Educational Shorts are short (5 minutes or less) stand-alone programs designed to convey a moral about something within the space of a standard commercial break. Often shown at the tail-end of American Saturday morning cartoon shows, or during the commercial breaks in-between shows. Parodied often elsewhere (who can forget those "Knowledge Is Power" G.I. Joe shorts, or their various spoofs?). First created as a form of commercial during the early days of TV, where commercials actually tried to inform the viewing audience of the uses of a product, instead of simply making the product attractive through glitz and glamour. Compare And Knowing Is Half the Battle.
- In the 1970s, CBS had "In the News", narrated by Christopher Glen.
- The Ur-Example of this concept is the Schoolhouse Rock series, featured on ABC (later ABC Family) television in the early-to-mid 1970s. Popular enough that the entire series is available in a 2-DVD boxed set.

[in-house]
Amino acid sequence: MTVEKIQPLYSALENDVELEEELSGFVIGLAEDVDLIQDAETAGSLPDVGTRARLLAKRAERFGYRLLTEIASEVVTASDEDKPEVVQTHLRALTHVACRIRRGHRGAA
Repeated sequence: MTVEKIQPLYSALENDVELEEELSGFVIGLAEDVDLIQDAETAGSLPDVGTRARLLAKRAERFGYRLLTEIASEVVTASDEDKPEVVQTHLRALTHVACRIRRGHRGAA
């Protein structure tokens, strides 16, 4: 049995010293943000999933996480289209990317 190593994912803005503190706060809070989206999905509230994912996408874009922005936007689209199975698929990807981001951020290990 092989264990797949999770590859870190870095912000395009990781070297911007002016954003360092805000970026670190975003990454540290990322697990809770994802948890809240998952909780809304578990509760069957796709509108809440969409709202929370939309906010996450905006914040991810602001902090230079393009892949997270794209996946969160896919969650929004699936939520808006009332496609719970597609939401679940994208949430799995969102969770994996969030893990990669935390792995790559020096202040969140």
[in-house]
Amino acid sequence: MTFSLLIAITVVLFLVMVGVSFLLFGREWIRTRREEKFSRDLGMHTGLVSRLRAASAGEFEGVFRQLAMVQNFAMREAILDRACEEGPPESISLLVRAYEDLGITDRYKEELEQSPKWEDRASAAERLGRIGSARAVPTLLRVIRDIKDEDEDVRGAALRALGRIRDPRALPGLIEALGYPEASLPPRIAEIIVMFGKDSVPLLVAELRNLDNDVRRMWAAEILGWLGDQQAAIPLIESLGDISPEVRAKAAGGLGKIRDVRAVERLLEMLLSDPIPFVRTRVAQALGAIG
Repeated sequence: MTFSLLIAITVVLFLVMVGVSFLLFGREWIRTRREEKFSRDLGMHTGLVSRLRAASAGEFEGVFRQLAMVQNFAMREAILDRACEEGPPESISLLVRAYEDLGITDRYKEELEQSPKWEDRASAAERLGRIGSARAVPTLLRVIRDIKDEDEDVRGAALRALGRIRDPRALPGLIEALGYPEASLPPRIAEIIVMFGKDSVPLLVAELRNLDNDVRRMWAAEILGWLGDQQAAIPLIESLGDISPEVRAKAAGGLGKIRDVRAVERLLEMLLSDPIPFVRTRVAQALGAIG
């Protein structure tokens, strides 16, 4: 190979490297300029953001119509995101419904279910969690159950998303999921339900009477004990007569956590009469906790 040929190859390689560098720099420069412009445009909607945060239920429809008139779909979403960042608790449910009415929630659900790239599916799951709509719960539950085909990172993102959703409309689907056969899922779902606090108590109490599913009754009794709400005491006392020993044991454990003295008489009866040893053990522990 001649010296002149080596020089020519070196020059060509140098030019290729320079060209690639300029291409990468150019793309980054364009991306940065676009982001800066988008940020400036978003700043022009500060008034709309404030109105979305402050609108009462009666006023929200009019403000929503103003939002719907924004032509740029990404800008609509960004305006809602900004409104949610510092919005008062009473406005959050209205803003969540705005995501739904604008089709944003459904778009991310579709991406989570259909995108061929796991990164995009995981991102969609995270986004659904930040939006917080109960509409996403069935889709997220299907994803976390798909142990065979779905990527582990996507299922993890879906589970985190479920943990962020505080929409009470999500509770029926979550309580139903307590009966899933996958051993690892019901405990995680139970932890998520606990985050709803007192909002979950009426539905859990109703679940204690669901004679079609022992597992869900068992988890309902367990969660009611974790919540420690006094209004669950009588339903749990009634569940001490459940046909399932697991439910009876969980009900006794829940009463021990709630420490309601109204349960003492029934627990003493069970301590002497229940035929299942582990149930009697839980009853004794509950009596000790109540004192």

- The aforementioned G.I. Joe "Knowledge is Power" blurbs, which aired at the end of each episode, after the teaser but before the credits. In each one, two kids are going to do something, but a member of the GI Joe team stops them and moralizes about why what they're doing is wrong, ending with the phrase "And Knowing Is Half the Battle". Cheesy doesn't describe them...enough. These blurbs were sometimes shown as stand-alone shorts, hence their inclusion in this part of the Wiki.
- When Disney bought ABC and reformatted its Saturday morning lineup, it included a whole slew of Educational Shorts, including How Things Work starring The Lion King's Timon and Pumbaa, and Great Minds Think For Themselves, with Genie from Aladdin. Unfortunately, most of the shorts were gone after two seasons.